A colloid cyst is a slow-growing tumor typically found near the center of the brain.
If large enough, a colloid cyst obstructs cerebrospinal fluid (CSF) movement, resulting in a build up of CSF in the ventricles of the brain (hydrocephalus) and elevated brain pressure.
- Most patients present with headaches, although other symptoms can occur.
- If symptomatic, prompt surgical treatment may be required in order to reduce the relatively high risk of sudden death.
Minimally invasive surgery techniques
Minimally invasive techniques are used by us for the removal of colloid cysts. For patients with hydrocephalus, several options are available with us
- Endoscopic removal - endoscopy typically requires very small bony opens.
Wehave expertise with both single and dual-port approaches
- 11.5-mm sleeve transcortical microsurgical removal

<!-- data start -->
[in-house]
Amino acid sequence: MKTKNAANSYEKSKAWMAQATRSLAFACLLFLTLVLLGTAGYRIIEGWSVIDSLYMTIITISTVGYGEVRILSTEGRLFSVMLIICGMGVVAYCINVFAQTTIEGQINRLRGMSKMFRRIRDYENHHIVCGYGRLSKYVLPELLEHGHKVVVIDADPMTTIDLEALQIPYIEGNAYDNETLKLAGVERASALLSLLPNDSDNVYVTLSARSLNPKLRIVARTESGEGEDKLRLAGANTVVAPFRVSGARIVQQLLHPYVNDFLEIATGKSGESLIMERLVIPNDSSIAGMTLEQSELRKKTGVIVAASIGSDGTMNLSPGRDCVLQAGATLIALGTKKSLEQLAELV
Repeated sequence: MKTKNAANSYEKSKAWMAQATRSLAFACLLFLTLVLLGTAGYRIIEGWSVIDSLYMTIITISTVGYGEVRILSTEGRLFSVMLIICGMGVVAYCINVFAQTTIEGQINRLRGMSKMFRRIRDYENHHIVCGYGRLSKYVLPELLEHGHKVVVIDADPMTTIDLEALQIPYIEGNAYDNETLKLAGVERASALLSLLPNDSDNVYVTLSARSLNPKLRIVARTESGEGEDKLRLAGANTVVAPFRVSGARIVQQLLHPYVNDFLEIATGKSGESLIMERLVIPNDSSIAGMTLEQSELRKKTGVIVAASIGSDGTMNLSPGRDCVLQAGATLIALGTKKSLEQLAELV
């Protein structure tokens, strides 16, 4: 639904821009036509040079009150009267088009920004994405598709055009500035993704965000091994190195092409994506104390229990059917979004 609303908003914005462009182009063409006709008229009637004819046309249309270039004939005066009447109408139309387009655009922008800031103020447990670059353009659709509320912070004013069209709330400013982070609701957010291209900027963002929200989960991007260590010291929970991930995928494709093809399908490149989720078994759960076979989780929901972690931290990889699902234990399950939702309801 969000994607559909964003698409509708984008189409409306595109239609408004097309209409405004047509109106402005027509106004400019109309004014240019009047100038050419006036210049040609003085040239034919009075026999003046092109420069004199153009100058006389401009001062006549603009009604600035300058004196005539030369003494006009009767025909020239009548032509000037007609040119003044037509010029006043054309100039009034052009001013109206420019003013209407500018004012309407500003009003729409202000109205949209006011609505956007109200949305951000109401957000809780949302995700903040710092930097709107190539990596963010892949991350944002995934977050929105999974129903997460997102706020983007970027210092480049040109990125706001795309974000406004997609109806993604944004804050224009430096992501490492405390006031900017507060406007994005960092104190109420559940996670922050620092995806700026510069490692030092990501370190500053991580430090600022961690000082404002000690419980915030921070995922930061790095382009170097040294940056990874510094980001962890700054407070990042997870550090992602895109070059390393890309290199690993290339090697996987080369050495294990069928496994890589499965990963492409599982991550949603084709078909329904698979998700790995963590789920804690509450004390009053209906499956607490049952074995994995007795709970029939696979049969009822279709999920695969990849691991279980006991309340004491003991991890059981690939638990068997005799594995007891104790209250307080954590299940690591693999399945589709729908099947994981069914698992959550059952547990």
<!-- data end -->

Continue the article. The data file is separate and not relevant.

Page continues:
- The 11.5 mm diameter surgical port allows the use of a wider range of microsurgical instruments compared to the neuroendoscope.
- State-of-the-art image fusion and neuronavigation technology allow us to select the optimal pathway that minimizes brain tissue injury.
- The scalp incision size is similar to endoscopic technique
- Microcraniotomy interhemispheric microsurgical removal
- For patients with symptomatic or large colloid cysts but without significant hydrocephalus.
- Using state-of-the-art image fusion and neuronavigation technology, we can remove colloid cysts without the need to injure cortical brain tissue.
- We have expertise in surgical techniques that do not require the use of damaging brain retractors.
- The scalp incision size is only slightly longer than endoscopic and sleeve techniques
- Placement of a shunt to drain CSF may be recommended if removal of the cyst is considered too high risk or if hydrocephalus continues despite removal of the cyst.